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Michael John Cousins (1939–2024)

by Gabriella Kelly-Davies

Michael Cousins operating, no date

Michael Cousins operating, no date

Supplied by Gabriella Kelly-Davies

Michael Cousins’s driving vision was to reduce suffering by improving the treatment of pain and he dedicated his life to achieving this vision despite the sacrifices it forced on him. His unique combination of skills as a kind, empathetic clinician, groundbreaking researcher, leader, political advocate, orator, reformer and formidable negotiator with health bureaucrats and politicians enabled him to move mountains to improve pain management. Michael’s tenacity and resilience in the face of failure enabled him to overcome seemingly insurmountable obstacles such as lack of funding for pain research and treatment, opposition from intransigent health bureaucrats and systemic inertia.

In 1976, Michael Cousins founded Australia’s first multidisciplinary pain centre at Flinders Medical School in Adelaide, a testament to his visionary leadership. His advocacy in the late 1980s as the President of the International Association for the Study of Pain marked a turning point in the field of pain medicine. In 1990, he further solidified his impact by establishing a world-class pain centre at Sydney’s Royal North Shore Hospital and the Pain Foundation, a crucial source of funding for pain research and treatment.

One of Michael’s most significant contributions was his role in pioneering groundbreaking scientific research, alongside Laurie Mather. His relentless pursuit of innovative approaches to pain medicine and his efforts to foster multidisciplinary pain research have left an indelible mark on the field and earned him the deep respect of his peers.

Michael was a prolific writer, and he published 180 journal articles, 17 letters to editors, 15 editorials, six textbooks, 114 reviews and chapters in textbooks, a Doctor of Medicine thesis and a Doctor of Science thesis. In 1980, he and his co-editor, Phillip Bridenbaugh, published Neural Blockade in Clinical Anesthesia and Management of Pain. It was the first comprehensive modern textbook on regional anaesthesia and pain and included chapters from 39 contributors on the basic pharmacology and physiology of neural blockade, clinical techniques, and their use in pain management. Neural Blockade in Clinical Anesthesia and Management of Pain, now in its fourth edition, is viewed as a leading text on anaesthesia and pain management internationally.

In the late 1990s, Michael established the Faculty of Pain Medicine to administer a single training and accreditation process for anaesthetists, surgeons, physicians, psychiatrists and rehabilitation specialists. The agreement to run a joint training program, examination, and specialist qualification for medical specialists was unique in the medical world. Michael recognised that if Australia had a respectable, well-organised professional body, pain would have a higher profile within medical circles and government. The Faculty’s launch marked the beginning of specialist pain medicine training and heralded a unique level of professionalism in pain medicine.

In 2010, Michael led the effort to create Australia’s National Pain Strategy, which America, England and several European nations replicated. He also established Painaustralia as the peak national advocacy body for people living with pain. The following year, he gained the agreement of representatives from 64 nations for the Declaration of Montreal, which states that access to pain management is a universal human right.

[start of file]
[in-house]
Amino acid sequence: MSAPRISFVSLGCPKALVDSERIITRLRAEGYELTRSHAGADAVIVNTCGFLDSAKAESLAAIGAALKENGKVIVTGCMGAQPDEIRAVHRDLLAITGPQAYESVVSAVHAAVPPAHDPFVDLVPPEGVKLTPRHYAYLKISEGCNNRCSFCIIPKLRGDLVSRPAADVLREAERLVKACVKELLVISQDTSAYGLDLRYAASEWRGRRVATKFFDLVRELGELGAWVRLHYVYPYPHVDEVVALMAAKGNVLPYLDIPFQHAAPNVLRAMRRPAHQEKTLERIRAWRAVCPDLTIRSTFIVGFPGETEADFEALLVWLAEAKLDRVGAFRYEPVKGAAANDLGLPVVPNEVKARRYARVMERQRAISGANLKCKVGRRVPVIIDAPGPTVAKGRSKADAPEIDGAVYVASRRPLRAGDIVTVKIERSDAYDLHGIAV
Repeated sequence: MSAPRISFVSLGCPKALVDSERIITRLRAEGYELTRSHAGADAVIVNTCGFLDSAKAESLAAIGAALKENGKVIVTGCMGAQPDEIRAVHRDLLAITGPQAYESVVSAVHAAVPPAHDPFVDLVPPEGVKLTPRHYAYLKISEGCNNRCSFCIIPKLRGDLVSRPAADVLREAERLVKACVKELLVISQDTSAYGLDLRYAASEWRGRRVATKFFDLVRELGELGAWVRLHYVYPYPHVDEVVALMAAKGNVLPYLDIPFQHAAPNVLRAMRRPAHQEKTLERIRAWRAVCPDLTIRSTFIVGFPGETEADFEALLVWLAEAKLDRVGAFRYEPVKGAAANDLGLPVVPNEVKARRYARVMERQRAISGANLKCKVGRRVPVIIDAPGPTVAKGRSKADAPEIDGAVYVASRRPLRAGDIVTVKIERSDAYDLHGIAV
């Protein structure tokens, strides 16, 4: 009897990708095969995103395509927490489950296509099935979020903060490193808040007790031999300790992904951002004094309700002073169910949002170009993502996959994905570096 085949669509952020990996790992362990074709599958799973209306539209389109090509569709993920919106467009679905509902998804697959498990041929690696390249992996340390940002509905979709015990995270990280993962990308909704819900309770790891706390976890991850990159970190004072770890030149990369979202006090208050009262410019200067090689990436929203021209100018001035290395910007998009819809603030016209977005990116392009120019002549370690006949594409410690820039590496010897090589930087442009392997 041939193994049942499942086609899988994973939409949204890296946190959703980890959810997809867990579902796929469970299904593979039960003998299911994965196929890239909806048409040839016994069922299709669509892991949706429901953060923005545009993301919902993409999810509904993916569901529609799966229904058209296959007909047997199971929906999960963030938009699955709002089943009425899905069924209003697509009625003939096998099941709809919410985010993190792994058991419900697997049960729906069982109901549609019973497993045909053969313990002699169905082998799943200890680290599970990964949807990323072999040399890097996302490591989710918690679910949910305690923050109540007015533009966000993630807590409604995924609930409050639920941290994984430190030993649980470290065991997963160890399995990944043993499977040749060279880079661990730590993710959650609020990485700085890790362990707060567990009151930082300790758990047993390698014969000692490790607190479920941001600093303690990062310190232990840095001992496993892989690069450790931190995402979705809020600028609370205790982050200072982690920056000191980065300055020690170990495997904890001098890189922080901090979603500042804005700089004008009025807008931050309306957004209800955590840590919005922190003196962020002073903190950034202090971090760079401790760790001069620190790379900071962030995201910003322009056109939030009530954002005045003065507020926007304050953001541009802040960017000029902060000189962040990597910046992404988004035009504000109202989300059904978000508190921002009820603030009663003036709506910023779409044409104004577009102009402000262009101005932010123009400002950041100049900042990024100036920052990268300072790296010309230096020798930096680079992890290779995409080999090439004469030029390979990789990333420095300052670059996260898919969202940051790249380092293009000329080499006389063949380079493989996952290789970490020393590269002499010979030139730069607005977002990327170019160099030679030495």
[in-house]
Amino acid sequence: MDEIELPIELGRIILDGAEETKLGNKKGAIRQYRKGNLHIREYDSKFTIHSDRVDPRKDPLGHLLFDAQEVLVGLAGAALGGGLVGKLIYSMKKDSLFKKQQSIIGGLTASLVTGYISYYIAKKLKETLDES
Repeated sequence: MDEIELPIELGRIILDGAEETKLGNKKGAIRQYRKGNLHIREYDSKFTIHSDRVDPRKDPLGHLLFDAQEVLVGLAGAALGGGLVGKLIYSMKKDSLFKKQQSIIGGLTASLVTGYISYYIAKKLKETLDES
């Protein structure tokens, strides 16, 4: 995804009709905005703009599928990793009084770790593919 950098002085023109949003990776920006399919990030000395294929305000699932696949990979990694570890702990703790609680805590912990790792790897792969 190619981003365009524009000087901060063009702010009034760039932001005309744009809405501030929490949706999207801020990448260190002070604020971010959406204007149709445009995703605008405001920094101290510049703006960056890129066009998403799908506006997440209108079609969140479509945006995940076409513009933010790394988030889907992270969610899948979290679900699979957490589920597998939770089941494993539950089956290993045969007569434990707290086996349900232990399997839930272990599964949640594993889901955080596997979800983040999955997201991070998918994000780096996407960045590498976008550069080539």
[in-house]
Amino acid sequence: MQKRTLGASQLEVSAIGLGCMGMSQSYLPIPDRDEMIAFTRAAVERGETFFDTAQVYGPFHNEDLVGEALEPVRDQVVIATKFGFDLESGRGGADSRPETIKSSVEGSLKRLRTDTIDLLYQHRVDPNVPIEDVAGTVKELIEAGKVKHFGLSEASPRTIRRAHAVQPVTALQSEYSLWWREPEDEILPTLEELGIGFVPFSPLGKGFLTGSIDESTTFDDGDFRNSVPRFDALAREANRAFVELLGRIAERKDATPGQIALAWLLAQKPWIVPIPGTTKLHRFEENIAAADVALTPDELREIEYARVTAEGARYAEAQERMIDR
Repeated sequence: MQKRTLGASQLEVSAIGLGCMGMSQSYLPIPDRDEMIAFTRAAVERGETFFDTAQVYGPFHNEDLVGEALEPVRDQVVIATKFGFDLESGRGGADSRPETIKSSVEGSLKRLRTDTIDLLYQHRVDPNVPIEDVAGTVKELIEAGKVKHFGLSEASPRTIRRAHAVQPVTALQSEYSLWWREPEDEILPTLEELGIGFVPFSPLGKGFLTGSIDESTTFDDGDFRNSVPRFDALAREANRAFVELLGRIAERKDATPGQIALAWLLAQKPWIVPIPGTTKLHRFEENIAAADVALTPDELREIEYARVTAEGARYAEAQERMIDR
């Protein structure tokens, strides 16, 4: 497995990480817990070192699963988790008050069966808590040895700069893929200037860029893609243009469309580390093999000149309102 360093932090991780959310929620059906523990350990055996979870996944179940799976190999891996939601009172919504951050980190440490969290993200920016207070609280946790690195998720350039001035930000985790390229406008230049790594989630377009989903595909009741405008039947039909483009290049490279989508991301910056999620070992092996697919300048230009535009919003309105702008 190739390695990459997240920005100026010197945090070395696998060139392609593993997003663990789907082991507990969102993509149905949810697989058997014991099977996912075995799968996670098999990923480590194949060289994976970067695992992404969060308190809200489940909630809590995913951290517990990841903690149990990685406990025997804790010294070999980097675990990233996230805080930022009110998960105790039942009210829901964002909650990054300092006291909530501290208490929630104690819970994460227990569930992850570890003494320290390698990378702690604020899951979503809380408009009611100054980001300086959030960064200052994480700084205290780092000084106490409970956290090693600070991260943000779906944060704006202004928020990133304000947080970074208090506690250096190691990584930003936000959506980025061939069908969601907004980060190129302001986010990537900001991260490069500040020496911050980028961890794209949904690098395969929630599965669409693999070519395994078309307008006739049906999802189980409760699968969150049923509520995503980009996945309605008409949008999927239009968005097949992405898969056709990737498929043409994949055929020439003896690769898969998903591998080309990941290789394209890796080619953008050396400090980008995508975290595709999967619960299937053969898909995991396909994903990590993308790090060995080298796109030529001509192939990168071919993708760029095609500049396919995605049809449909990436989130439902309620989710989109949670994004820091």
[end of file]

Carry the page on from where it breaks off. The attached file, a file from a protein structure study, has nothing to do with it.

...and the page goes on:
One aspect of Michael Cousins’s legacy might be considered as essential building blocks, the infrastructure required to construct a sustainable pain management system. He taught, mentored and inspired new generations of pain medicine professionals in Australia and overseas. This was crucial because a highly skilled pain medicine workforce is the cornerstone of pain medicine practice. Throughout his career, he trained dozens of Australians and more than 75 international pain medicine fellows. Remarkably, by 2013, he had trained pain medicine fellows from 20 countries. He also assisted in establishing pain medicine centres throughout the Asia Pacific region, Europe, Canada and America.

Michael was indefatigable and charismatic, enabling him to inspire others who shared his vision and bring them along with him to achieve the unachievable. Recognising he couldn’t do everything himself, he delegated ambitious projects to his equally dedicated colleagues, who, together with him, built the field of pain medicine in Australia. Many of his colleagues thought of him as captain of the ship and themselves as his willing lieutenants.

Michael emphasised excellence in patient care and insisted that team members continually improve their skills to ensure patients felt supported by an empathetic care team. He also encouraged team members to advance, assist and strengthen other team members.

Equally at home in the international arena and the pain clinic, Michael did everything possible to help his patients reduce the impact of pain in their lives; he truly listened to them. Patient after patient noticed and appreciated his habit of worrying about them until he found a solution to reduce their suffering. His tireless devotion to his patients was a crucial aspect of his character.

Michael Cousins set a high bar for patient care, pain research, pain education and the advancement of pain medicine globally. His legacy is clear in the pain management strategies of Australian states and the trove of pain centres and resources now available to improve the lives of people living with pain.


Citation details

Gabriella Kelly-Davies, 'Cousins, Michael John (1939–2024)', Obituaries Australia, National Centre of Biography, Australian National University,, accessed 21 July 2024.

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